King David continues to be reacquainted with the people of the land. Just a few chapters ago (Chapter 16), we read of encounters with Ziba and Shimei. You may recall that Shimei was previously harassing David as he left Jerusalem, jeering and throwing rocks at him. Now the same man is welcoming David home.
It appears David did not hold a grudge against this man. Shimei had to believe that David would be seeking revenge for his past disrespectful behavior. We see Shimei bowing down, crying out, “My lord the king, please forgive me.”
What is happening here? I feel like I jumped into the second
season of a show and I have no idea what all the references mean. Let’s not let
ourselves get stuck on that. When we remember that this is a letter from Paul
to his friends in Corinth that he has had an ongoing relationship with, there
are bound to be situations we are just not privy to. It doesn’t matter. We can glean
a lot from what is unsaid as well.
We can gather there was a person in their midst wreaking havoc and causing all sorts of problems. Paul had counseled them previously on how to handle his, and it appears they listened. When we are being tossed around by someone who is harming us or influencing us in a negative way, we need to rid ourselves of that temptation to sin lest we fall into the hands of the evil one, too. But what is Paul saying to do now? Forgive.
Isn’t reading all of this wisdom good for the soul? Be sure
to take time to really wrestle with each proverb. There are only a handful to
reflect on each day. Again, I am torn for which one to focus on today. As a grandma,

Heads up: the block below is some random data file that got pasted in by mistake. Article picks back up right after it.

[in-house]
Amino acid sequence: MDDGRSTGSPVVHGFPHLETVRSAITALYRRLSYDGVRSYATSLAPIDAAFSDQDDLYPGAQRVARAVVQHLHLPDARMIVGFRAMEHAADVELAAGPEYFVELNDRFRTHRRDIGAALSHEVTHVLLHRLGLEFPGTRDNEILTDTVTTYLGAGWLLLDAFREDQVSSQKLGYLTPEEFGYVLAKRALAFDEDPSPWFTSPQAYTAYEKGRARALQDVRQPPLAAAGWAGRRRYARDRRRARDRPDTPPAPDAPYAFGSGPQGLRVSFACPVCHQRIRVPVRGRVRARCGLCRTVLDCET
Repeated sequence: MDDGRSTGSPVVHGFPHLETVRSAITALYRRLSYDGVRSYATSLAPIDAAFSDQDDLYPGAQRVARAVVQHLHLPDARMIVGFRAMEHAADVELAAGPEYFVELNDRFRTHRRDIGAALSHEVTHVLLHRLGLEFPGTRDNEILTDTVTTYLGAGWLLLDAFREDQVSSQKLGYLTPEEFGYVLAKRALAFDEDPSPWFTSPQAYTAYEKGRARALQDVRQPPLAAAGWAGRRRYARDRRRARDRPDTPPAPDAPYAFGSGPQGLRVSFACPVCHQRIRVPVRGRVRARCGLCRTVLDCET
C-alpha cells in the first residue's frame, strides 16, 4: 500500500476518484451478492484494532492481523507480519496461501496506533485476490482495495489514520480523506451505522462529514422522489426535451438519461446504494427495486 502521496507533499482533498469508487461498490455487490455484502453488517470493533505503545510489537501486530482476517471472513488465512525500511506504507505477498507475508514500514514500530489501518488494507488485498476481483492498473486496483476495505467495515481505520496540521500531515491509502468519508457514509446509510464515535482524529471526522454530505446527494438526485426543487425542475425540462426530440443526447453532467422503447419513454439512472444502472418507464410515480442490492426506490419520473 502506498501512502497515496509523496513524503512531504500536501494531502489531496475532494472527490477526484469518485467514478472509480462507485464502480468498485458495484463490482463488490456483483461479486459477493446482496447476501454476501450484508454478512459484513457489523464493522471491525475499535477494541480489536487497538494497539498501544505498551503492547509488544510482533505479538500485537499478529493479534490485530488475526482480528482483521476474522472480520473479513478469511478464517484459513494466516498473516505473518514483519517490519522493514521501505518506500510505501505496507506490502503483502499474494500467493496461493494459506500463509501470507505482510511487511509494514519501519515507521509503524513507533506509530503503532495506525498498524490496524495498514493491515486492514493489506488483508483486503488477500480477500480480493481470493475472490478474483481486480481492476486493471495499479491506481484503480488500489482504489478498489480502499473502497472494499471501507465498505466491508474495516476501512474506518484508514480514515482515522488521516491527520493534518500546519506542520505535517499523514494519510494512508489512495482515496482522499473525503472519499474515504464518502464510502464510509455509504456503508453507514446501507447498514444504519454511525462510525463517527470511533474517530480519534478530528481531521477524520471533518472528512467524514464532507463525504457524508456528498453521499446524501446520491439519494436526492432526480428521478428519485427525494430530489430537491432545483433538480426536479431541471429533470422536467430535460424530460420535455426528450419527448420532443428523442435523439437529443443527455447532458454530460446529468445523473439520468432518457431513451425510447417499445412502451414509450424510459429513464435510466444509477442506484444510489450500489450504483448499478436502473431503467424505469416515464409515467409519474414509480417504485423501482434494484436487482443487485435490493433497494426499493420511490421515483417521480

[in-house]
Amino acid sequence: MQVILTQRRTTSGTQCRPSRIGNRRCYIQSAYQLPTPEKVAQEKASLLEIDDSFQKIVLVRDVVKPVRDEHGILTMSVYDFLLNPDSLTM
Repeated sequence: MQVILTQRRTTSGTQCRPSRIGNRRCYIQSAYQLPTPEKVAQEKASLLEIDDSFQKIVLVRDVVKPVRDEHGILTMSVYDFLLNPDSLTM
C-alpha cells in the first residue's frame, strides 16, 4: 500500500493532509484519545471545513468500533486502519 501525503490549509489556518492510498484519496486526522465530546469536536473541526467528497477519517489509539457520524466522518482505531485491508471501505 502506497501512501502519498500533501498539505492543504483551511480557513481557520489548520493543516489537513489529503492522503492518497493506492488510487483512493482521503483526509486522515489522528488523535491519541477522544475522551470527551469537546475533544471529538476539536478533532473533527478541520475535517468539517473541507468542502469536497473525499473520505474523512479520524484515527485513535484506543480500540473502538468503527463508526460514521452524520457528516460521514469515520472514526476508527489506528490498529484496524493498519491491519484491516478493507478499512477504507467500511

I do agree that grandchildren are our crowning glory. All the trials and
tribulations that go with parenting seem to be rewarded when the grandchildren
come along. And, the one that spoke of acquitting the guilty also spoke to the
paralegal in me who prepared a number of cases for trial.
Verse 9 is the one I chose for today, and it says, “Love prospers when a fault is forgiven, but dwelling on it separates close friends.” Forgiveness is a powerful act. It releases us from bondage. Many times, we hold on to something that has happened to us, and it can make us bitter. We let it play over and over in our heads. Meanwhile, the other(s) involved are totally unaffected and may not even remember the event in the first place. Holding on to hurts is hurting us more than the person who hurts us, don’t you agree?
I love it when Jesus uses parables to convey his intention or direction for our lives. This one is really something. After talking about how to handle it when someone sins against us in our last text , Peter rightfully asks the question, “How many times should we forgive?”
What was Jesus response? 70×7. 490 times! I’m not sure who would even keep track. That was just a crazy amount to show us we need to forgive. Period. We shouldn’t try to quantify it or keep score. Then Jesus told the story.